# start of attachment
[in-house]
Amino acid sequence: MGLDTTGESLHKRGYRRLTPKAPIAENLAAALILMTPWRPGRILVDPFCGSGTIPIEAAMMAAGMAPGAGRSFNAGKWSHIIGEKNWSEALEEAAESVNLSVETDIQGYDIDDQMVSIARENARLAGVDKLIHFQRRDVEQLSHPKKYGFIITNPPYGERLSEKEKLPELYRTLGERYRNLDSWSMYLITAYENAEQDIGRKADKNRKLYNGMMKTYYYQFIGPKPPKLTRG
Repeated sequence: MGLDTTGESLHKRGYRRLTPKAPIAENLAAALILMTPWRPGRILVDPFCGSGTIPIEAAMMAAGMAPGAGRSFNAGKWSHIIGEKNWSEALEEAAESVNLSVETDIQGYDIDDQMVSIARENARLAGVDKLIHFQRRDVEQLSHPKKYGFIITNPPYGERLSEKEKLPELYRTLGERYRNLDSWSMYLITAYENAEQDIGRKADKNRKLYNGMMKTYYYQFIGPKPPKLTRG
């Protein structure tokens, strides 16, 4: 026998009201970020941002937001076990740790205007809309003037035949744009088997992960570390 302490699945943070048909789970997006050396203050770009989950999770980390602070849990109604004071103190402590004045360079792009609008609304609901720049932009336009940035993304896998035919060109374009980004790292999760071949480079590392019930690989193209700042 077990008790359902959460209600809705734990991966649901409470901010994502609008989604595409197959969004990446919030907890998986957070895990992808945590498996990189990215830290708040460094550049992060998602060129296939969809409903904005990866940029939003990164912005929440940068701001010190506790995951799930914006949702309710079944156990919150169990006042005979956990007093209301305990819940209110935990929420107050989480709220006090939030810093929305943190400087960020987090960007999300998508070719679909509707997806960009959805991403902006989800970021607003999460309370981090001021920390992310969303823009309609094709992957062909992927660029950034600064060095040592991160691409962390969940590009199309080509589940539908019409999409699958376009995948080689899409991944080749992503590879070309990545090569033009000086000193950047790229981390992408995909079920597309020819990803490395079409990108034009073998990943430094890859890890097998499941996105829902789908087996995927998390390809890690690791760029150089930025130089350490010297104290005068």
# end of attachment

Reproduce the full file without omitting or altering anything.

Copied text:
[in-house]
Amino acid sequence: MGLDTTGESLHKRGYRRLTPKAPIAENLAAALILMTPWRPGRILVDPFCGSGTIPIEAAMMAAGMAPGAGRSFNAGKWSHIIGEKNWSEALEEAAESVNLSVETDIQGYDIDDQMVSIARENARLAGVDKLIHFQRRDVEQLSHPKKYGFIITNPPYGERLSEKEKLPELYRTLGERYRNLDSWSMYLITAYENAEQDIGRKADKNRKLYNGMMKTYYYQFIGPKPPKLTRG
Repeated sequence: MGLDTTGESLHKRGYRRLTPKAPIAENLAAALILMTPWRPGRILVDPFCGSGTIPIEAAMMAAGMAPGAGRSFNAGKWSHIIGEKNWSEALEEAAESVNLSVETDIQGYDIDDQMVSIARENARLAGVDKLIHFQRRDVEQLSHPKKYGFIITNPPYGERLSEKEKLPELYRTLGERYRNLDSWSMYLITAYENAEQDIGRKADKNRKLYNGMMKTYYYQFIGPKPPKLTRG
């Protein structure tokens, strides 16, 4: 026998009201970020941002937001076990740790205007809309003037035949744009088997992960570390 302490699945943070048909789970997006050396203050770009989950999770980390602070849990109604004071103190402590004045360079792009609008609304609901720049932009336009940035993304896998035919060109374009980004790292999760071949480079590392019930690989193209700042 077990008790359902959460209600809705734990991966649901409470901010994502609008989604595409197959969004990446919030907890998986957070895990992808945590498996990189990215830290708040460094550049992060998602060129296939969809409903904005990866940029939003990164912005929440940068701001010190506790995951799930914006949702309710079944156990919150169990006042005979956990007093209301305990819940209110935990929420107050989480709220006090939030810093929305943190400087960020987090960007999300998508070719679909509707997806960009959805991403902006989800970021607003999460309370981090001021920390992310969303823009309609094709992957062909992927660029950034600064060095040592991160691409962390969940590009199309080509589940539908019409999409699958376009995948080689899409991944080749992503590879070309990545090569033009000086000193950047790229981390992408995909079920597309020819990803490395079409990108034009073998990943430094890859890890097998499941996105829902789908087996995927998390390809890690690791760029150089930025130089350490010297104290005068």